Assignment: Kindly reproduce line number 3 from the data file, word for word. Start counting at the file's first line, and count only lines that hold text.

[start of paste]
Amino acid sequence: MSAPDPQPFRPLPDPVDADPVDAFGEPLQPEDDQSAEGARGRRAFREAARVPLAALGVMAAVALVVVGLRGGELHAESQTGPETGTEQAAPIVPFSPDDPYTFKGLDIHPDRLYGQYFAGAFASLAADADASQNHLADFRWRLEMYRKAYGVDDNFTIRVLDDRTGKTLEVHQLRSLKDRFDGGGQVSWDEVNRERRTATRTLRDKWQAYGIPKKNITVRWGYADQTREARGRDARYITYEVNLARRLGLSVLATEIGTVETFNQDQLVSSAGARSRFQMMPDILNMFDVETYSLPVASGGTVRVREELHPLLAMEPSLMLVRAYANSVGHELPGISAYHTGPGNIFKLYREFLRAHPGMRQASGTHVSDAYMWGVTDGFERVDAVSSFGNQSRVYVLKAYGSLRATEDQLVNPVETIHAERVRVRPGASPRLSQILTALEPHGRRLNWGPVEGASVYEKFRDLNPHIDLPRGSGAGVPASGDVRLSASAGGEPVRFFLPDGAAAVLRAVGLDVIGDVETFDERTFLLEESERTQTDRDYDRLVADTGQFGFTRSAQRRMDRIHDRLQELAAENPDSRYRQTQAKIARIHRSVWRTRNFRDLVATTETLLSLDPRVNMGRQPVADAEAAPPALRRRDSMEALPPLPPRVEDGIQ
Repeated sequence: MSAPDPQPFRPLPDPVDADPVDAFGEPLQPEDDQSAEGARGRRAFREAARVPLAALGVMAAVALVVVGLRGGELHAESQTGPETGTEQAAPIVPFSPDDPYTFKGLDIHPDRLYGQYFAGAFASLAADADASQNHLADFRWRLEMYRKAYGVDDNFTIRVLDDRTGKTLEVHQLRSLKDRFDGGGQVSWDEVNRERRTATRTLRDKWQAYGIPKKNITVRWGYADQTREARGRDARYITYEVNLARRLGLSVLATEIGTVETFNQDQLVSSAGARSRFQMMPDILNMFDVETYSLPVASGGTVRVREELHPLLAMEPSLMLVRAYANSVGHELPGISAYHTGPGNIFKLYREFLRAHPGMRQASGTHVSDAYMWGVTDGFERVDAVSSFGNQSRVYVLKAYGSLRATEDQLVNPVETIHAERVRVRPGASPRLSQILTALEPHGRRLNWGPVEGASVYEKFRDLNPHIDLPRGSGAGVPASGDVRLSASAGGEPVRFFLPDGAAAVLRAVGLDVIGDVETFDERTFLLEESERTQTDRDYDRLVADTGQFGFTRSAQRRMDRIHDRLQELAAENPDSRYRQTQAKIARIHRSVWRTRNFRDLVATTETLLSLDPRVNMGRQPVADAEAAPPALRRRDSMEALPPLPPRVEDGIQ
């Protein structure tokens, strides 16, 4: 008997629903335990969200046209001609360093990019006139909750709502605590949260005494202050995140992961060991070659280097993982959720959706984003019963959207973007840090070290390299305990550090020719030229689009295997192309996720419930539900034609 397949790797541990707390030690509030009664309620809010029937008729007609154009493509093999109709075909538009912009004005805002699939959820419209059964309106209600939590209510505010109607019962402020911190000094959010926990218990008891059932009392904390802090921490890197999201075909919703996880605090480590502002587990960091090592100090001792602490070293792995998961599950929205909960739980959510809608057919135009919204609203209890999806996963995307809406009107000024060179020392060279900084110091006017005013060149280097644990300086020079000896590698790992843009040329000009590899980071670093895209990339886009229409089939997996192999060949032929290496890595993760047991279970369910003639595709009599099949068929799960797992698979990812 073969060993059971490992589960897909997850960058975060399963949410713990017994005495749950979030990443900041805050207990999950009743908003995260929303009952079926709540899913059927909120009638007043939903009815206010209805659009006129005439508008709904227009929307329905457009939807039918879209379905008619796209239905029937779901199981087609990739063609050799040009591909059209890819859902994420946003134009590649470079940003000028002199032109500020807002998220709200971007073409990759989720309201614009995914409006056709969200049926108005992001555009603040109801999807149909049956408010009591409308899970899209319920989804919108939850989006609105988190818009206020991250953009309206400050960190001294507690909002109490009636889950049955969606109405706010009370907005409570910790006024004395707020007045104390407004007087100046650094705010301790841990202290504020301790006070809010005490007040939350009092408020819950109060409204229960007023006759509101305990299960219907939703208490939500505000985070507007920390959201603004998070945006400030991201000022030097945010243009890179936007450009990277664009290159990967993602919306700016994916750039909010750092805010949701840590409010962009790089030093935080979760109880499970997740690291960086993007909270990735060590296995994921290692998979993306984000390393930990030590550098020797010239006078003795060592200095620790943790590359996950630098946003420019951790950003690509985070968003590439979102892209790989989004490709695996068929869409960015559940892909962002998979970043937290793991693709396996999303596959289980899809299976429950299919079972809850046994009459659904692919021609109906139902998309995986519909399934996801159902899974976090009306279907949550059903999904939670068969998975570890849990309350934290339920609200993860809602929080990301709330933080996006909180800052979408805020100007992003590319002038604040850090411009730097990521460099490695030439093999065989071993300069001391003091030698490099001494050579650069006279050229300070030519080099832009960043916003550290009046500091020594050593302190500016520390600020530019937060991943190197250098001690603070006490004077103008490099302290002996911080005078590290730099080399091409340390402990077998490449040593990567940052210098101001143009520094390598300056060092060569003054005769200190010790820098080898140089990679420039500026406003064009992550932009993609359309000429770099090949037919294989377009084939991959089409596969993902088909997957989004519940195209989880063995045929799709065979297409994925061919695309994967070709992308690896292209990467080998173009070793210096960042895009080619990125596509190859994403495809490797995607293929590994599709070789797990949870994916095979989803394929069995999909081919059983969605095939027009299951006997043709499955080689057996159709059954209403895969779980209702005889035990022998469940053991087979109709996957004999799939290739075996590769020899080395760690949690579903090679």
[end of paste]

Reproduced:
């Protein structure tokens, strides 16, 4: 008997629903335990969200046209001609360093990019006139909750709502605590949260005494202050995140992961060991070659280097993982959720959706984003019963959207973007840090070290390299305990550090020719030229689009295997192309996720419930539900034609 397949790797541990707390030690509030009664309620809010029937008729007609154009493509093999109709075909538009912009004005805002699939959820419209059964309106209600939590209510505010109607019962402020911190000094959010926990218990008891059932009392904390802090921490890197999201075909919703996880605090480590502002587990960091090592100090001792602490070293792995998961599950929205909960739980959510809608057919135009919204609203209890999806996963995307809406009107000024060179020392060279900084110091006017005013060149280097644990300086020079000896590698790992843009040329000009590899980071670093895209990339886009229409089939997996192999060949032929290496890595993760047991279970369910003639595709009599099949068929799960797992698979990812 073969060993059971490992589960897909997850960058975060399963949410713990017994005495749950979030990443900041805050207990999950009743908003995260929303009952079926709540899913059927909120009638007043939903009815206010209805659009006129005439508008709904227009929307329905457009939807039918879209379905008619796209239905029937779901199981087609990739063609050799040009591909059209890819859902994420946003134009590649470079940003000028002199032109500020807002998220709200971007073409990759989720309201614009995914409006056709969200049926108005992001555009603040109801999807149909049956408010009591409308899970899209319920989804919108939850989006609105988190818009206020991250953009309206400050960190001294507690909002109490009636889950049955969606109405706010009370907005409570910790006024004395707020007045104390407004007087100046650094705010301790841990202290504020301790006070809010005490007040939350009092408020819950109060409204229960007023006759509101305990299960219907939703208490939500505000985070507007920390959201603004998070945006400030991201000022030097945010243009890179936007450009990277664009290159990967993602919306700016994916750039909010750092805010949701840590409010962009790089030093935080979760109880499970997740690291960086993007909270990735060590296995994921290692998979993306984000390393930990030590550098020797010239006078003795060592200095620790943790590359996950630098946003420019951790950003690509985070968003590439979102892209790989989004490709695996068929869409960015559940892909962002998979970043937290793991693709396996999303596959289980899809299976429950299919079972809850046994009459659904692919021609109906139902998309995986519909399934996801159902899974976090009306279907949550059903999904939670068969998975570890849990309350934290339920609200993860809602929080990301709330933080996006909180800052979408805020100007992003590319002038604040850090411009730097990521460099490695030439093999065989071993300069001391003091030698490099001494050579650069006279050229300070030519080099832009960043916003550290009046500091020594050593302190500016520390600020530019937060991943190197250098001690603070006490004077103008490099302290002996911080005078590290730099080399091409340390402990077998490449040593990567940052210098101001143009520094390598300056060092060569003054005769200190010790820098080898140089990679420039500026406003064009992550932009993609359309000429770099090949037919294989377009084939991959089409596969993902088909997957989004519940195209989880063995045929799709065979297409994925061919695309994967070709992308690896292209990467080998173009070793210096960042895009080619990125596509190859994403495809490797995607293929590994599709070789797990949870994916095979989803394929069995999909081919059983969605095939027009299951006997043709499955080689057996159709059954209403895969779980209702005889035990022998469940053991087979109709996957004999799939290739075996590769020899080395760690949690579903090679």